I value my garden more for being full of blackbirds than of cherries, and very frankly give them fruit for their songs. ~Joseph Addison
When I started this series, I wasn’t expecting to find so many different critters continuing to frequent my garden even in late fall. But here we are again. I couldn’t let this encounter slip by as it was unusual for my garden.
This fall we had several monarchs visit as they migrated South out of Canada. And from mid through late November, we have been seeing lots of birds especially blackbirds.
My attention was initially captured as I spotted some activity out of the corner of my eye. Was that a blackbird flying by? No couldn’t be. Our blackbirds are gone. They get together with the robins, grackles and starlings and fly south in late summer and early fall.
So I peered out and saw a bunch of birds in the trees. Their silhouettes told me these were not the usual suspects who stay all season. So I got my camera and started zooming in to see who was filling up the branches. And what did my eyes behold, but starlings…OK…robins…yes, they sometimes over winter and it has been milder this November. But when I saw a flash of red against a black wing, I had to rub my eyes and look again. It couldn’t be.
Suddenly several black birds descended on the spent sunflowers leaning against the fence. And to my glee indeed there were many male red-winged blackbirds, young and old. So many all at once, I wasn’t sure the brittle stems would support them. They flipped and flopped and held on for dear life. And those that had the best balance, were treated to many seeds still clinging to the dried up flower heads.
And to think, I almost cut these sunflowers down thinking they were finished. Surely the birds had stripped these clean, but no. These black birds contorted their bodies and made a quick meal out of the mangled mess of spent blooms. I cannot express the joy at seeing these harbingers of spring so late in my garden. Although they are said to live year round in my state we never see them from late summer until sometime in late winter or early spring.
These visiting birds most likely came from their breeding grounds north in Canada, and were traveling south to their winter homes. Perhaps they heard about the feast of seeds and berries here, and stopped for a meal to build their energy for their travels.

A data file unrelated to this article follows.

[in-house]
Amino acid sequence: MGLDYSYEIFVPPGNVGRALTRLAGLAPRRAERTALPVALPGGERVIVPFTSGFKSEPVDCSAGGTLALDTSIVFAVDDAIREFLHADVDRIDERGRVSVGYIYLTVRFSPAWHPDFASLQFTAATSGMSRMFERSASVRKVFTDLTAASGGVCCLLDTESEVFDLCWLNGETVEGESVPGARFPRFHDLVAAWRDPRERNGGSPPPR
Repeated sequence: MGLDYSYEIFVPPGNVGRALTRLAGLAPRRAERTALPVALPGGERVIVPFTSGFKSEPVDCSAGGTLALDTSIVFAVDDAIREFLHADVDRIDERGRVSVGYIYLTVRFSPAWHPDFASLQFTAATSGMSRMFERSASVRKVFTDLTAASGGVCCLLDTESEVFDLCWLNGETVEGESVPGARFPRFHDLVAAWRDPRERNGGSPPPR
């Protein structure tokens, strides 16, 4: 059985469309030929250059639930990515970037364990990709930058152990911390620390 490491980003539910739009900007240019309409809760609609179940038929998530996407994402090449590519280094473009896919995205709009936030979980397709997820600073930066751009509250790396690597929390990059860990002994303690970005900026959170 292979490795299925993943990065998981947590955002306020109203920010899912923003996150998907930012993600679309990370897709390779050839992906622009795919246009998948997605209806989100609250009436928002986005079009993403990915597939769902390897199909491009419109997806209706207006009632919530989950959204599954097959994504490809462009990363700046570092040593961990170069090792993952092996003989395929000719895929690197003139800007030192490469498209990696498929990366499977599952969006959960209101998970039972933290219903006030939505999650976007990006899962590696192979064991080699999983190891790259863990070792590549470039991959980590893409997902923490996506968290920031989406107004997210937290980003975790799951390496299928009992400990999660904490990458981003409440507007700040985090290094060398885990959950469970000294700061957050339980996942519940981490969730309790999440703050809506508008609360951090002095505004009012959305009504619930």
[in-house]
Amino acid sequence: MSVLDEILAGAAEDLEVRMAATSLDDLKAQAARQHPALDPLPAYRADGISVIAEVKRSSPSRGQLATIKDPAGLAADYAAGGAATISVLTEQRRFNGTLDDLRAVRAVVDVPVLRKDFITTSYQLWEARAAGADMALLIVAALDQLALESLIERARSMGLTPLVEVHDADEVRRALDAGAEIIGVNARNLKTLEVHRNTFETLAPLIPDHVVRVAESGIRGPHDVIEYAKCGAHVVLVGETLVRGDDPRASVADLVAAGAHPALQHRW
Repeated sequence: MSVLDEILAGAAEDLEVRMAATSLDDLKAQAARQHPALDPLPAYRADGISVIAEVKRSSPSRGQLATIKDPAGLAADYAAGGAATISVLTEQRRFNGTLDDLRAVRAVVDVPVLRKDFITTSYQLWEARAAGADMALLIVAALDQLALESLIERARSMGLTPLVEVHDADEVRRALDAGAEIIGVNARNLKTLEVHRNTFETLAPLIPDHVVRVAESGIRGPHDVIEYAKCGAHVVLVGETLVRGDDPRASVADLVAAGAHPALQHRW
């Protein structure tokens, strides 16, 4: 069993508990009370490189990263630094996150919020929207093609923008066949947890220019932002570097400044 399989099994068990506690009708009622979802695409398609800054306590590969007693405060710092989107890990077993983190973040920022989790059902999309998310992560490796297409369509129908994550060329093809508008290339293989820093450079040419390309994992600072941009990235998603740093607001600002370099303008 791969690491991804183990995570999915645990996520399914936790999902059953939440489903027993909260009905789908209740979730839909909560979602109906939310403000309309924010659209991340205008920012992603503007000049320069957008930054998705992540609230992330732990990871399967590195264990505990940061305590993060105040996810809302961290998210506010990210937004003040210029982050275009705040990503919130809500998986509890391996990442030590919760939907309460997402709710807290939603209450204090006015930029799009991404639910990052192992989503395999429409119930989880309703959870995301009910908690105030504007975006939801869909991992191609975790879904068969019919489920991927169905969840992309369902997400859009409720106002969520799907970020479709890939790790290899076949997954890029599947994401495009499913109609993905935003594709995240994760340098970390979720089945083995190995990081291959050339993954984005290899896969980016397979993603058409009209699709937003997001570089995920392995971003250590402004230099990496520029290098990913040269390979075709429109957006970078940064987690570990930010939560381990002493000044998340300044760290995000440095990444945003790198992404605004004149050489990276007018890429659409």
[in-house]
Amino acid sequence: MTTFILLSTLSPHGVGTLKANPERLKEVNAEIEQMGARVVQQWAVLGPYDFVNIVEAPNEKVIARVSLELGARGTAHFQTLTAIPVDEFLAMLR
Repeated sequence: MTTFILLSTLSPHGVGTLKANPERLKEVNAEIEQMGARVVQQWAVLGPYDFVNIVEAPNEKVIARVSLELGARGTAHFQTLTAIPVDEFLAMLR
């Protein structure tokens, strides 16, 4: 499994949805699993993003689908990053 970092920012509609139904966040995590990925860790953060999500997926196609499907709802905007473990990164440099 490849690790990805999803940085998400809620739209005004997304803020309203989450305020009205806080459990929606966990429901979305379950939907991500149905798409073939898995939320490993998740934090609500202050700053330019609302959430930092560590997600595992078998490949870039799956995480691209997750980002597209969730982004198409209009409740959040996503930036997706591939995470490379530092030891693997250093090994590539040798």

I know that those that breed here have definitely moved on now, but I am grateful to their cousins for partaking at the table of my garden. I am sure many of my neighbors wonder why I don’t cut down those dead nasty looking flowers hanging over the fence, or those stems twisted this way and that laying on the ground. Like the pollinators who loved them all spring and summer, these flowers are still special. Now for migrating and wintering birds, they are a gourmet meal.
Facts and Folklore:
1. These beautiful birds inhabit the shrubs behind my meadow all summer, and they frequent the pond and wet areas along the meadow especially loving the cattails that grow there.
2. The cattails make a great nest site. I will have to check the area for nests this winter.
3. The males are very territorial and can have up to 15 mates. Now I know why they come early and stake a claim to my meadow. There are many fights amongst the males in spring back in that meadow.
4. They are the most abundant native bird in North America
5. Blackbirds symbolize the tie to Nature. They signal a new understanding of the forces of nature using your intuition.
6. Red-Winged Blackbirds are said to be directly connected to feminine and summer energies.
7. The male red-winged blackbird will lose its bright colorful luster during the winter. This symbolizes the need to use winter to rest and go inward to renew for summer. In winter I especially take time for physical and spiritual renewal.
What a fortuitous visit from these beautiful birds. What unusual critters have you been seeing in late fall?
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